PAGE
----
Sexual health is a part of our overall health, and it impacts a woman’s (and a man’s) sense of self and feeling of being healthy.
Women who suffer from depression or anxiety are more likely to have sexual health concerns, and women with sexual health concerns are more likely to have depression and anxiety. It’s a vicious cycle—one that can be frustrating and difficult to break.
Chronic health issues or chronic health diseases such as heart disease, diabetes, obesity or arthritis can interfere with a woman’s ability, or a couple’s ability, to have a healthy sexual relationship. And common conditions like pain with sex, low desire and relationship issues all play a part.
I recently saw a patient who came in for her second visit to our Spectrum Health Cancer, Menopause, and Sexual Health Clinic at the Lemmen-Holton Cancer Pavilion.
She shared her excitement about once again being able to have sex after we treated her pain. She told me that cancer had taken so much away from her, but she felt whole again now that she could be intimate with her husband.
I love sharing stories like this because it shows how committed we are to helping everyone live better lives—including being as sexually aware and healthy as they wish to be.
I recently found the following quote from the World Health Organization:
“The purpose of sexual health should be the enhancement of life and personal relationships and not merely counseling and care related to STDs and preventing unwanted pregnancies. Sexual health should involve (1) the capacity to enjoy and control sexual and reproductive behavior in accordance with a social and personal ethic; (2) a freedom from fear, shame, guilt, false benefits and other psychological factors inhibiting sexual response and impairing sexual relationships; and (3) freedom from organic disorders, diseases and deficiencies that interfere with sexual and reproductive functions.”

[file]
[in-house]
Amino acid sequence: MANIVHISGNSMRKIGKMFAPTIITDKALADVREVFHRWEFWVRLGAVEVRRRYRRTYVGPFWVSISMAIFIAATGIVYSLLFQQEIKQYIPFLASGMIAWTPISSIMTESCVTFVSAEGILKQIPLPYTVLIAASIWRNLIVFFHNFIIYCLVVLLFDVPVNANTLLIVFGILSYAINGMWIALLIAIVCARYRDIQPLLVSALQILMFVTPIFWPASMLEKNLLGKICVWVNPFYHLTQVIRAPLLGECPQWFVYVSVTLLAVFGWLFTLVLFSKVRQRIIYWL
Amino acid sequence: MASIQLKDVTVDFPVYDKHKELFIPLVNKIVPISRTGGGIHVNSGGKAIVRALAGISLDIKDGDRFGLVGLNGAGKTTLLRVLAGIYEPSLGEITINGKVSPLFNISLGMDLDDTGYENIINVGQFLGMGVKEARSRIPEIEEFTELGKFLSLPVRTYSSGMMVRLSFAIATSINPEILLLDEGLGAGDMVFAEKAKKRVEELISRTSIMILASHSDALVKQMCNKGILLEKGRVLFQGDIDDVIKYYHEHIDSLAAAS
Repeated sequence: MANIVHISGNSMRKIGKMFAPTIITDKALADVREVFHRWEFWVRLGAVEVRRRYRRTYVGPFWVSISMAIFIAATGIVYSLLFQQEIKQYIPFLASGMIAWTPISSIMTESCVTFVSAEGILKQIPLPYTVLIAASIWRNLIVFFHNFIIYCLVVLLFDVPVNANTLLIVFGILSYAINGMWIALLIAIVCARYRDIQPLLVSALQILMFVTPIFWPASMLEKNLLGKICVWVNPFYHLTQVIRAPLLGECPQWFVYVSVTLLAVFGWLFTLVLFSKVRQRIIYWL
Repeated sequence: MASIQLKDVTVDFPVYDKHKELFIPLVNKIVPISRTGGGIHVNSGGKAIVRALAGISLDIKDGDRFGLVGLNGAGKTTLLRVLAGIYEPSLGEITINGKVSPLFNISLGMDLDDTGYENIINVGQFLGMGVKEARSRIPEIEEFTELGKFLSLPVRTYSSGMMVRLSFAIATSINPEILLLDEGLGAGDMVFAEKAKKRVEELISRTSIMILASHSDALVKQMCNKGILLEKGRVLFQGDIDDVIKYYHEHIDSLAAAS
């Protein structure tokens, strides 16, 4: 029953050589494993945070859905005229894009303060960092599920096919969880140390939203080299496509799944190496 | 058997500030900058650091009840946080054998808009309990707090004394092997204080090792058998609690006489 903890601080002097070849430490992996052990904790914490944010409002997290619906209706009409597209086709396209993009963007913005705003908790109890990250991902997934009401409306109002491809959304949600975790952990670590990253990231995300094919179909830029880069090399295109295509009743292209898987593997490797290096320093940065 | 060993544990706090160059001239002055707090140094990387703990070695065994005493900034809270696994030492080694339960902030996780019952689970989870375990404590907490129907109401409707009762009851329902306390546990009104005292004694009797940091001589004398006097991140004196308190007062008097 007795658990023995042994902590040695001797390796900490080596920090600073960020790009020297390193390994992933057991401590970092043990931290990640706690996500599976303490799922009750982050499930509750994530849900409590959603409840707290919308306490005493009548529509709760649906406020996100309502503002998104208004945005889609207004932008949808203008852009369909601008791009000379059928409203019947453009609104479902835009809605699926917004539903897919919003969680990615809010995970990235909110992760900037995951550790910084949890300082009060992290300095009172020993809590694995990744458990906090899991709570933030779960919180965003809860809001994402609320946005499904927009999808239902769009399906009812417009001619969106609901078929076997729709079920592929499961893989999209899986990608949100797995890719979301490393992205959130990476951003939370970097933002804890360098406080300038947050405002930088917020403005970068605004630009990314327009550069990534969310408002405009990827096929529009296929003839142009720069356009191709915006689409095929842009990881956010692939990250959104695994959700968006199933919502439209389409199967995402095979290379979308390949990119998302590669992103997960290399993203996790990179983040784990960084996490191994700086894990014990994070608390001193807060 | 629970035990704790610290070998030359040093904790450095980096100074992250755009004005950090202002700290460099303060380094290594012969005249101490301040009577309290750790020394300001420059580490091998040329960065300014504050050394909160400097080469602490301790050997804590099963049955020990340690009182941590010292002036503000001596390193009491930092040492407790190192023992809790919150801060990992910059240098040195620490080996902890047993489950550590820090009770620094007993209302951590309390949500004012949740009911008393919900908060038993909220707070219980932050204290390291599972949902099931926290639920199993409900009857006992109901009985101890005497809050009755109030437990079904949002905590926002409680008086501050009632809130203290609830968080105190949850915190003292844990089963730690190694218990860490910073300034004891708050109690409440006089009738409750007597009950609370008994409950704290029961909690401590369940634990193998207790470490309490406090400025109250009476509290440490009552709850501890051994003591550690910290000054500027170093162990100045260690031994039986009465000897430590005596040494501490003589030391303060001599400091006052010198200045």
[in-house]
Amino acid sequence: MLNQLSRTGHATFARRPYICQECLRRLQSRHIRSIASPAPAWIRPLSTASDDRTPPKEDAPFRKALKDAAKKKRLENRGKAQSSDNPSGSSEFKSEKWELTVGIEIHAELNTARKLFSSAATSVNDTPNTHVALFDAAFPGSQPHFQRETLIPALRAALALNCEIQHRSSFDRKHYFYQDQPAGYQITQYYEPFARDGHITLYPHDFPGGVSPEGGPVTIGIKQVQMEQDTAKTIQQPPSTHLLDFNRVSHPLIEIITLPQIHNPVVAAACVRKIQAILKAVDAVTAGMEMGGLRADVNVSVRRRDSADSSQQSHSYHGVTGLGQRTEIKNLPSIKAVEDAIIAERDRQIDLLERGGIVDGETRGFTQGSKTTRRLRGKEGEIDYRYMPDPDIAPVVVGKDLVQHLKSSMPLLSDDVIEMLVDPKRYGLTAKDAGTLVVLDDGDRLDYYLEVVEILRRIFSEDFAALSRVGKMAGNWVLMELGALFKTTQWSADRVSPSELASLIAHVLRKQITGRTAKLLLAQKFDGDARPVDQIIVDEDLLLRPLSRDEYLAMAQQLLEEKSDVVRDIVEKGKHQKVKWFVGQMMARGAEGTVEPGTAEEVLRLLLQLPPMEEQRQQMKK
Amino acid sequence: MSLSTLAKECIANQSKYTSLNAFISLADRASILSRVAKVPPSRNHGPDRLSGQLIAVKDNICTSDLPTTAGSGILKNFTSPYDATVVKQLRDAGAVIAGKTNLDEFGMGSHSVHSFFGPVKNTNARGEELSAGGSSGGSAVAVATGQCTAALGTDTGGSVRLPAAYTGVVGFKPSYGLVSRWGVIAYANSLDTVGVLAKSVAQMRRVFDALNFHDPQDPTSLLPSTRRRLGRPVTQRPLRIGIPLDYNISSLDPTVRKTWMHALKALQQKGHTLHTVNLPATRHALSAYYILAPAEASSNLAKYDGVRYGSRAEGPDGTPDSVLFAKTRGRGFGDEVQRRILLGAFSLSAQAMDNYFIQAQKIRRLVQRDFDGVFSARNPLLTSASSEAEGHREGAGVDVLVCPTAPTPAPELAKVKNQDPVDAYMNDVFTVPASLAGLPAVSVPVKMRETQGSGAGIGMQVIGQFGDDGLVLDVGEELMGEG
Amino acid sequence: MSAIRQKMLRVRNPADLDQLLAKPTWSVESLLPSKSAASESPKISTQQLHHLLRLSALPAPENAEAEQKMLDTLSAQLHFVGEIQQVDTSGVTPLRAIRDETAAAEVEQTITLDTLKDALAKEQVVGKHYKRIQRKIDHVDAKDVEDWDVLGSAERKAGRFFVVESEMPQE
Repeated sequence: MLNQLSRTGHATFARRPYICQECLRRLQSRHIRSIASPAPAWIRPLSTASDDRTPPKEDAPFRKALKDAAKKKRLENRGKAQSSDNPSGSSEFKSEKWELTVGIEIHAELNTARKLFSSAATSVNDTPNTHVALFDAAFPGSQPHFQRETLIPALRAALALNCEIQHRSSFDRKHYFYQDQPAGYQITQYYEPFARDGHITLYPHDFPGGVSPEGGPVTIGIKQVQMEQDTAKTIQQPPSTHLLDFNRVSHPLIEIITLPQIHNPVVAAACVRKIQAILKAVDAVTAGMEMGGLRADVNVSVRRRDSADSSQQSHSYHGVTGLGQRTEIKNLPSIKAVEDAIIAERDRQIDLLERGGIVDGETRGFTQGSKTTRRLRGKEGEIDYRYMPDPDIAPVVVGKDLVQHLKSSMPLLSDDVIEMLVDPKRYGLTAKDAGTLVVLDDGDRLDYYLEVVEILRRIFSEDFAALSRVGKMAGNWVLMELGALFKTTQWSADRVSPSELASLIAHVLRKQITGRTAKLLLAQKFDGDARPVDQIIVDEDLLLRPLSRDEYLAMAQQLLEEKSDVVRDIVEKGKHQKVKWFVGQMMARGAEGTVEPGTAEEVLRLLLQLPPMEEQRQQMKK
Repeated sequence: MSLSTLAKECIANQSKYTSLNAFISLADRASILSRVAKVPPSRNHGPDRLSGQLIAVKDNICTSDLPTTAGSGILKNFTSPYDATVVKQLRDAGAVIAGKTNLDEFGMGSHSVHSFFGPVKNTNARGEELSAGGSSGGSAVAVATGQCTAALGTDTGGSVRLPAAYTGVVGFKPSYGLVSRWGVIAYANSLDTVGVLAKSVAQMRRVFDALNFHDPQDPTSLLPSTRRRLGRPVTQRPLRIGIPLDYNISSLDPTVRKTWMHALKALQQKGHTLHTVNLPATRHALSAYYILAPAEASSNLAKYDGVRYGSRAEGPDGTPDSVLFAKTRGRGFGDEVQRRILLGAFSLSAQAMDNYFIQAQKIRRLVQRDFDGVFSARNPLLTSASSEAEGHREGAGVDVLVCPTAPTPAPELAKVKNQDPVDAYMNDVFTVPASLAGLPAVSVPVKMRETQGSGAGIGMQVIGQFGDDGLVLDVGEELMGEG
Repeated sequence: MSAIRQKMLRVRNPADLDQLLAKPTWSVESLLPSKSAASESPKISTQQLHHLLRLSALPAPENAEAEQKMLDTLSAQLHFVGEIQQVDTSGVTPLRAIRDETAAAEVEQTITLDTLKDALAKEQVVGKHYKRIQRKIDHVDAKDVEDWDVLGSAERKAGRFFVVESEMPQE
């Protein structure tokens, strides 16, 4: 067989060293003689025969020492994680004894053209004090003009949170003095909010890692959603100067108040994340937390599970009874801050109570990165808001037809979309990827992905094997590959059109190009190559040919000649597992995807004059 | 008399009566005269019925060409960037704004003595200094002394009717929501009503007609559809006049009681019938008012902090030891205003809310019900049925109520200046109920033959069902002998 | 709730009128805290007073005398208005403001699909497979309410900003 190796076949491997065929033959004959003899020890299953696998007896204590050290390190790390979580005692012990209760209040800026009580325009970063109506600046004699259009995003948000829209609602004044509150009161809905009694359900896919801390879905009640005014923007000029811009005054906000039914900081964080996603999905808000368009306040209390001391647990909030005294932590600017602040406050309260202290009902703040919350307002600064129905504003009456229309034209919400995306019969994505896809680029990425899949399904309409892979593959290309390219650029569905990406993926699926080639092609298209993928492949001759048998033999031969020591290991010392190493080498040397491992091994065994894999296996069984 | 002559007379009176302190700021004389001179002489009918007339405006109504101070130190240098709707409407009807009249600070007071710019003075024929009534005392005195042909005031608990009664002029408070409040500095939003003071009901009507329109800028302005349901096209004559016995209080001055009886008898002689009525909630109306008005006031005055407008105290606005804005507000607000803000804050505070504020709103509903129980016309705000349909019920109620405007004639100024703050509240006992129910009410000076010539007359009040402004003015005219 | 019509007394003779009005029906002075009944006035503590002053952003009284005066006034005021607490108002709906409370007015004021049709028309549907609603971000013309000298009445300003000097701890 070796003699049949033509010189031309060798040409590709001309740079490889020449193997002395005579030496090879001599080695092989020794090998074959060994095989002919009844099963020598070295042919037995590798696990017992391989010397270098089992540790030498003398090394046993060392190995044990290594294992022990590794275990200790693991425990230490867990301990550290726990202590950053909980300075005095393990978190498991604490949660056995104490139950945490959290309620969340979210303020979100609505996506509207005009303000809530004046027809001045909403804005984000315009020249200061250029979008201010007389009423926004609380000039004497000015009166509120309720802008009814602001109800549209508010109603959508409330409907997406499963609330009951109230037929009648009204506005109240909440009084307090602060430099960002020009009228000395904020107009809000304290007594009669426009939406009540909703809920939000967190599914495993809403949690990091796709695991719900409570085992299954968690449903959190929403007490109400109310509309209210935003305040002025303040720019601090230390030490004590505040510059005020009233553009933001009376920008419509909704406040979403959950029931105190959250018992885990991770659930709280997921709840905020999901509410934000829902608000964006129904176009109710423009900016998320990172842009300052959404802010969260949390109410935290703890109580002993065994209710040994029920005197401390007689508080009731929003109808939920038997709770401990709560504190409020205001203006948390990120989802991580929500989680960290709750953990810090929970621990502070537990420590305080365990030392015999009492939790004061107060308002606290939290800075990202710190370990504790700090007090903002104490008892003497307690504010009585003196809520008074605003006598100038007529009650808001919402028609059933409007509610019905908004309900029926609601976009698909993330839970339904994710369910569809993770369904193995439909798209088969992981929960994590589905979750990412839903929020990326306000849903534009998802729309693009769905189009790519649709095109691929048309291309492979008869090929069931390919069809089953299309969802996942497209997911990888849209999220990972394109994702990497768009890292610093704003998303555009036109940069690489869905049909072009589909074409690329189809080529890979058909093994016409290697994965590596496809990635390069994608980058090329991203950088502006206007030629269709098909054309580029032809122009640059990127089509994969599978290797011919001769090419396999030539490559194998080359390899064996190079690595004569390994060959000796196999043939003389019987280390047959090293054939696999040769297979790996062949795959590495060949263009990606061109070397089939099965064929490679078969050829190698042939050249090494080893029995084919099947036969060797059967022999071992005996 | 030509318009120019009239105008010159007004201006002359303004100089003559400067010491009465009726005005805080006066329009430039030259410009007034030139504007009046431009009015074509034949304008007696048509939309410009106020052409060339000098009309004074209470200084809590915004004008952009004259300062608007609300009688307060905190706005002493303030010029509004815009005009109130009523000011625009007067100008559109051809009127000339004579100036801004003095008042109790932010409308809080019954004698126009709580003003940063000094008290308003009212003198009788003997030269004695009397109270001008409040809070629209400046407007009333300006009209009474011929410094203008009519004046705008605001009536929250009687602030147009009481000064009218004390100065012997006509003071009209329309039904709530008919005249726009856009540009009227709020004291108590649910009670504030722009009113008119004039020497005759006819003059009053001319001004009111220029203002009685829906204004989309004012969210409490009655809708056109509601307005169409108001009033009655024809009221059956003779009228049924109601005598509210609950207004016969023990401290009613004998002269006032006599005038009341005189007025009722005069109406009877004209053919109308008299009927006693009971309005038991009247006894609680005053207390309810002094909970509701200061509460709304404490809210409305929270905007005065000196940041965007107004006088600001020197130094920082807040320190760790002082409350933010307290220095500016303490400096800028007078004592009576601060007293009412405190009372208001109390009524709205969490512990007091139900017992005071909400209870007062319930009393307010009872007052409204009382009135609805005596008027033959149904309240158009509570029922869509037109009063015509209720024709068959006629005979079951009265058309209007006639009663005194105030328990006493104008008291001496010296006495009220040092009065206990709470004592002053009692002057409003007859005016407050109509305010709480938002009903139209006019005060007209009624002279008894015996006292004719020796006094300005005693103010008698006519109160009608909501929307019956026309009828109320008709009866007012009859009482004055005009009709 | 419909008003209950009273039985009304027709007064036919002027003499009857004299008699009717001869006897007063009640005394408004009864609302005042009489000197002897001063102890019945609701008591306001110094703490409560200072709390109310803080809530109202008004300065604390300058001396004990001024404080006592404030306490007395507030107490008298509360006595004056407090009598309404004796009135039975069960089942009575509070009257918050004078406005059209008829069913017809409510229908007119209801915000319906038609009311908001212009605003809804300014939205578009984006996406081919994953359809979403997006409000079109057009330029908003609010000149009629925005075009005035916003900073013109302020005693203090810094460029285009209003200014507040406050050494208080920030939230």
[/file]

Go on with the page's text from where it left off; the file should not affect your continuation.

I share this quote with you because, as a physician, I believe in what it says, and I try to keep it in mind when discussing sexual health with my patients.
There are many causes of sexual health concerns, and they can be grouped in the following categories: interpersonal issues, physical issues and psychological issues.
When discussing interpersonal issues, we think about lack of intimacy, lack of respect and emotional abuse.
Physical issues include pain with sex from menopause and dryness, pain from history of pain and/or tight pelvic muscles, and medical conditions such as diabetes or arthritis.
Psychological problems include depression or anxiety, history of sexual abuse and poor self image.
No matter what your sexual issues include, there are solutions. Reach out to your medical provider for help.